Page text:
Overview of Human Biospecimens
The human body and its collection of tissues have been studied since the ancient Greek times. After the Roman Empire fell, anatomical studies slowed down considerably as the use of cadavers became illegal in many places. Researchers were prosecuted for many years if they performed postmortem dissections. In the 15th century, medical schools in Europe allowed their researchers to study the human body and tissues without prosecution. Since then, the study of the human body has advanced significantly. Today, human biospecimens and tissue samples are vital for genetic research. Human biospecimens can be collected from several different sources:
Prospective tissue collection
Excess tissue obtained from clinical samples
Specimens from cadavers
Tissues with reproductive potential
With the increasing use of human biospecimens in research and clinical trials, issues regarding the ethics and regulations of these specimens needs to continuously be observed.
Governing Treaties, Laws, and Regulations
It is important to understand laws and regulations concerning human biospecimens as it helps researchers with issues of biospecimen ownership and ethical principles about human experimentation. One of the first important efforts of the medical community to regulate this kind of research is the Declaration of Helsinki. While it is not an international legally binding instrument, it has significantly influenced many regulations and national legislations.
Originally adopted in 1964, it has gone through six revisions. In the United States, the Code of Federal Regulations established by the government addresses the protection of the donors. In the Code of Federal regulations is the Common Rule that details the function and role of institutional review boards (IRBs) in the protection of human participants during the research activities. It also outlines the requirements in obtaining informed consent and additional protection for vulnerable groups such as pregnant mothers, neonates, fetuses, children, and prisoners. Some states also have their own laws that govern research using human participants.
For informed consent, researchers must provide an explanation to potential participants regarding the purposes of the research and expected duration of the study. It should be noted that the descriptions provided should not be general and must be specific to the study. Without being adequately informed about the intended purpose of the research, participants cannot give “informed” consent the key element in the consent process is transparency. Participants should also know all the intended uses of the specimens. If their specimen is required in future research, additional informed consent should be obtained from the donors. However, the IRB can waive the need for informed consent for the use in a secondary project. IRB waiver is more likely if the donor has consented to future research at the time of tissue collection.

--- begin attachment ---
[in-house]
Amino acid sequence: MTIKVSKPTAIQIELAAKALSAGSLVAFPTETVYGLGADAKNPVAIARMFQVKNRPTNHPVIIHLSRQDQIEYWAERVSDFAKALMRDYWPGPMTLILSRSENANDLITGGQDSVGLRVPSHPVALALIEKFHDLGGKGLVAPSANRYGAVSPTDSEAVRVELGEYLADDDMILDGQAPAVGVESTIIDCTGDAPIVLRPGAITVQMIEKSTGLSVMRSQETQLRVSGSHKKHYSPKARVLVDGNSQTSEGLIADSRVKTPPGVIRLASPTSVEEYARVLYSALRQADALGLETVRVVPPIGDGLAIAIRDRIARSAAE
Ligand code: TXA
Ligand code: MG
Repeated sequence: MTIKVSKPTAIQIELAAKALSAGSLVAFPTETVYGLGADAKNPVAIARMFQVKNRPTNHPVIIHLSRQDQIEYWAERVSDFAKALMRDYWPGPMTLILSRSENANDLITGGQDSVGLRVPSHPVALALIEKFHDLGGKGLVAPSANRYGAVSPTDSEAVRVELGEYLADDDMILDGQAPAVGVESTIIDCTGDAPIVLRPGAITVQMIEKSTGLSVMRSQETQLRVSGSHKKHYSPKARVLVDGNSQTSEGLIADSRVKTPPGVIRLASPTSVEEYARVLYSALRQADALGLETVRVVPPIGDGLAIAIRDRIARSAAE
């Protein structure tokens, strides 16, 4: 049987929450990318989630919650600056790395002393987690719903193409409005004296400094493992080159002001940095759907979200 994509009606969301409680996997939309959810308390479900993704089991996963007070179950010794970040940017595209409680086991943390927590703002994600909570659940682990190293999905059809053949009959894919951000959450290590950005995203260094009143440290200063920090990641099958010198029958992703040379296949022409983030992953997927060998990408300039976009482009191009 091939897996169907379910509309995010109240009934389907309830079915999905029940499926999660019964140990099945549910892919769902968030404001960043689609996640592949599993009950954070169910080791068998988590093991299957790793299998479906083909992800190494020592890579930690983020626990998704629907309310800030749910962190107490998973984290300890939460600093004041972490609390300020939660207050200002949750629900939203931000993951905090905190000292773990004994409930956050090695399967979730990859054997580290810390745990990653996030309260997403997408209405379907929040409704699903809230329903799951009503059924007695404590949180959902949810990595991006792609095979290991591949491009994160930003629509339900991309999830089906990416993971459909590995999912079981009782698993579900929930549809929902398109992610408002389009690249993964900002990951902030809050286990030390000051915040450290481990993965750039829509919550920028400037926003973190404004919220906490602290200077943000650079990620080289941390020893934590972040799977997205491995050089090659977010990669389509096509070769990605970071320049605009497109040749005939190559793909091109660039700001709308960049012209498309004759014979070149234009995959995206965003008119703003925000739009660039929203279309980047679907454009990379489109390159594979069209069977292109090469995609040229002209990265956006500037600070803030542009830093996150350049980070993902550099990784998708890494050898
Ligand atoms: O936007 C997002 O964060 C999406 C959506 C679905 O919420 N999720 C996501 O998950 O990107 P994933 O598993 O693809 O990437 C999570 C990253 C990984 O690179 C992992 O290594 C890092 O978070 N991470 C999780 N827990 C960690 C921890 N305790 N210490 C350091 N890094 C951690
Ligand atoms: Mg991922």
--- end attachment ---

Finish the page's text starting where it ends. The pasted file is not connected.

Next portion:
The participant also has to be informed regarding the potential risks, benefits, alternatives to participation, and what may be required of them during the study. Additional information required includes compensation and medical treatments that could be available should injury occur to the participants. Participation must be voluntary, and participants should be allowed to withdraw at any time without risk of penalty. Participants should also be provided a contact if they have any questions or concerns regarding the research.
The Common Rule is only applicable to human participants. In some circumstances, it permits research without participant consent. If the research is conducted using anonymous samples without access to the participant’s private information, by definition, informed consent would not be required. The Common Rule also does not apply if the IRB exempts it as the information used does not involve the identification of the donor. Finally, the IRB can waive or change the requirements of the informed consent if:
The research poses no more than minimal risk to participants
The welfare and rights of participants are not affected
The research cannot be conducted without alteration or waiver of informed consent
The participants are provided with relevant information
The ownership of biospecimens has been analyzed in many cases. It has been a question of whether the donor retains ownership rights of their tissue. It has also been debated as an issue of “guardianship” versus “ownership”. In most cases involving excised tissue, courts have concluded that donors do not retain ownership of their excised tissue. However, different rulings have been reached in cases where there has been a previous understanding that the patient would retain their ownership rights. With leftover materials, many are considered to be “abandoned” with patients no longer having any property rights. In tissue obtained postmortem, the Common Rule does not apply as it only applies to living individuals. The Uniform Anatomical Gift Act (UAGA) allows individuals to give their bodies for the study of science. Without the individual’s consent, their spouse or family can also make the gift.
The laws regarding human biospecimens are still evolving. There will be much effort and discussion needed to improve the efficiency of informed consent. With increasing studies using human biospecimens, the frequency of lawsuits may be higher. It is therefore important for new legislatures and regulations as it can help to protect or help both participants and researchers. It is crucial for researchers to strive for transparency and avoid using specimens not outlined in the consent form. The awareness of existing rules is also essential to avoid lawsuits and the destruction of valuable human biospecimens.
Allen MJ, Powers MLE, Gronowski KS, Gronowski AM. Human tissue ownership and use in research: what laboratorians and researchers should know. Clinical Chemistry. 2010; 56 (11): 1675-1682.